Saturday, January 8, 2011

1,000 Clever Sewing Shortcuts & Tips

The book came out last year, and I didn't think to blog it. Deepika Prakash gathered up the tips and did the hard work of crafting the book. I am on p.11, Tip 7. There are so many great tips in the book, as well as articles by master sewers on sewing knits, sewing lace, sewing special fabrics, doing a rolled hem on a serger, and bead embroidery. But the wealth of the book is in the tips rounded up from members of, which, as of this writing, is over 244,000 strong! On the very same page as my tip (p.11) there is a suggestion to buy a 54 beverage cooler on wheels to use as a machine rolling tote - inspired! I don't need one, but if rolling ever becomes a sewing necessity for me, this idea widens the prospective pool of merchandise. I love the Brother Universal case I bought - fits sergers and sewing machines. The huge embroidery machines won't fit though, so if you have one of these this case won't do. But I digress. Get the book, you won't be sorry!

Friday, January 7, 2011

Sew many things...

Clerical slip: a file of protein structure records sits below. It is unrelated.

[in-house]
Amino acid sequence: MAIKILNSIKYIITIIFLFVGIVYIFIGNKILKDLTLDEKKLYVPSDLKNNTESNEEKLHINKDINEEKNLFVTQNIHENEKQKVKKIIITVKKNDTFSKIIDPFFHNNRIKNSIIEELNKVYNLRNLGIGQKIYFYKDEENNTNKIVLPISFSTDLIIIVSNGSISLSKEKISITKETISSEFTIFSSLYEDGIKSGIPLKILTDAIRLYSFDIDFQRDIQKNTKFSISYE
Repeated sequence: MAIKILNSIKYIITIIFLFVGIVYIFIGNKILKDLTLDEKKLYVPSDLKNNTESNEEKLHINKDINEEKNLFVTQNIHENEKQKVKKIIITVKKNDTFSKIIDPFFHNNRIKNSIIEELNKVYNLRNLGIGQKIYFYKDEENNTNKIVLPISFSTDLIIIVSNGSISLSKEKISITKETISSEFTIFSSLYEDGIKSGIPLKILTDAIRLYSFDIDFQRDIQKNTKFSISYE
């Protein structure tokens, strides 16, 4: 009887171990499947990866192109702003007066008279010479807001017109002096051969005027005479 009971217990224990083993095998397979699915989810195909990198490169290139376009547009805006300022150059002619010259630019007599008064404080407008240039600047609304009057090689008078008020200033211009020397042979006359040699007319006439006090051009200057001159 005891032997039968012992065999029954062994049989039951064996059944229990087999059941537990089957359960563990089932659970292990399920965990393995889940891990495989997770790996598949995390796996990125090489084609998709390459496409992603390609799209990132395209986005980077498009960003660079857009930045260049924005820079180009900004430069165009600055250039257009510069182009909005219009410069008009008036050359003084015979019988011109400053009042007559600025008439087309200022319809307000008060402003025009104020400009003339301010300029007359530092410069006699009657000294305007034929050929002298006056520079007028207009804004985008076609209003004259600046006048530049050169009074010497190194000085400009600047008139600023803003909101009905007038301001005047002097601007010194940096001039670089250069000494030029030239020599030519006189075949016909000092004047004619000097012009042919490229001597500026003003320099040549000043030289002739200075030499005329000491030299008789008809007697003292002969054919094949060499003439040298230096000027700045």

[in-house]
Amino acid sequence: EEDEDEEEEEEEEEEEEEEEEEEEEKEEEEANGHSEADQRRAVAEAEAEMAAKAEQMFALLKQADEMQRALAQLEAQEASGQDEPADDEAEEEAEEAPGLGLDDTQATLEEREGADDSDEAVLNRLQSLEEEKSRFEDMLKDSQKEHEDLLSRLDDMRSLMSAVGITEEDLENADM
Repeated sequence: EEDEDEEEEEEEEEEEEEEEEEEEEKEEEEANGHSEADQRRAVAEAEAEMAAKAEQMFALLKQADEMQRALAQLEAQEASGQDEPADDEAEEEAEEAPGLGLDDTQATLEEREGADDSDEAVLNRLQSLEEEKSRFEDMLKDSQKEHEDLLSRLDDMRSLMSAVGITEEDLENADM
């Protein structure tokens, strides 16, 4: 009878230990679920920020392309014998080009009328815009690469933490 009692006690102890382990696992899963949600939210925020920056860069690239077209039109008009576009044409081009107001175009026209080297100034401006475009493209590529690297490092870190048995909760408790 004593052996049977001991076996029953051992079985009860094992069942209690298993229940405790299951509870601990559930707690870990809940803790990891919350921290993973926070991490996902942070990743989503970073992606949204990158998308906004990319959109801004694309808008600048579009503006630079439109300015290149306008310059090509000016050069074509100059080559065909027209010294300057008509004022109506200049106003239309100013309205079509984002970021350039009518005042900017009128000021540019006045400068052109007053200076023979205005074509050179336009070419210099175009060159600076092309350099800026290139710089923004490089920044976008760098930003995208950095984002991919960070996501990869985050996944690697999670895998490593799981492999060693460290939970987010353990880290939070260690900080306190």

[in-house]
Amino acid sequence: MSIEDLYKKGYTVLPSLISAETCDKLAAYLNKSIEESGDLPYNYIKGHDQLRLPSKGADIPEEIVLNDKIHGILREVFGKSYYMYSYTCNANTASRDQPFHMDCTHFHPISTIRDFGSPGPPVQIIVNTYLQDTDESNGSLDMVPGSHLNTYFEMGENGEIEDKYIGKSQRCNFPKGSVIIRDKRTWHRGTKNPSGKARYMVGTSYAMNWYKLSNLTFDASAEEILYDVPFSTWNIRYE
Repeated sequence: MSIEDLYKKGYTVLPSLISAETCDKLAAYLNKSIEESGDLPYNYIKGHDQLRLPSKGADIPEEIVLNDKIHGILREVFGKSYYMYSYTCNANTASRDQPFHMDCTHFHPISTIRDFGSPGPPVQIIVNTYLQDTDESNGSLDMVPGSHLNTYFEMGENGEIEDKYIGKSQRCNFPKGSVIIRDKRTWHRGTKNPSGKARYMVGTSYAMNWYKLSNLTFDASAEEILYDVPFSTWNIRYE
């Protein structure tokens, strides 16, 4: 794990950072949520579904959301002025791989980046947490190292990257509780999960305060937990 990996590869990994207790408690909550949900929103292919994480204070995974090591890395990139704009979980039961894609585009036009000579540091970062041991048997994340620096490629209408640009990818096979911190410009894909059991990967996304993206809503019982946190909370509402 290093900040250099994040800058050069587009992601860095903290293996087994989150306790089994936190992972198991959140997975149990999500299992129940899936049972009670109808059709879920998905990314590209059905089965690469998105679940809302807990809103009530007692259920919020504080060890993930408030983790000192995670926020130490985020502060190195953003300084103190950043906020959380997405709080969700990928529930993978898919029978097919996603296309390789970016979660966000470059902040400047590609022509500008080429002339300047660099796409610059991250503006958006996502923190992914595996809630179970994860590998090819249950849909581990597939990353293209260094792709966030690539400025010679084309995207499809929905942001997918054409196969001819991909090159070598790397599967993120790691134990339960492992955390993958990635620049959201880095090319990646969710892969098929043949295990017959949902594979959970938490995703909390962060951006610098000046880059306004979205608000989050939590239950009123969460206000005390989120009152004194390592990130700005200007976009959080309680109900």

Blogging should be fun, not a task, and lately it is a task I feel. But, this is a new year. Last year was a struggle in lots of ways, but I thought an update on the Babylock a nice idea, and then I thought I'd mention the Christmas present! Having nabbed a Janome 8050 on cyber-Monday, I thanked my husband for getting it for me for Christmas and put it under the tree. :) Now that I have tried her out - she's a sweet ride! So to speak. Very light, very capable, nice stitches, new slip on feet. Not the quietest Janome ever, but not loud either.I will write a review on in a few months. Now for an update on the Babylock. This is a nice workhorse sort of machine. Very noisy by my standards after my Pfaff 1222E, and my Janomes and Elna, but she means business. I have done a few projects on the Babylock, and am satisfied. A great mechanical backup. This is a heavy machine. I'd say she weighs only 5 pounds less than my Pfaff, and the Pfaff is one heavy machine.The thread tension on top has to be rather high - around 5-6 most of the time, and this is probably due to wear on the tension disks over the years. As I suspected, the machine is from the early 90s, and had an owner who actually used the machine! So I feel lucky to have her. As far as sewing goes, I have finished a couple of easy valances for my kitchen and one bath, and have made a sewing machine cover for the Janome and two pillowcases. I am still working on my Lutterloh princess top, but that will be finished this weekend! WOW. After only about 5 months.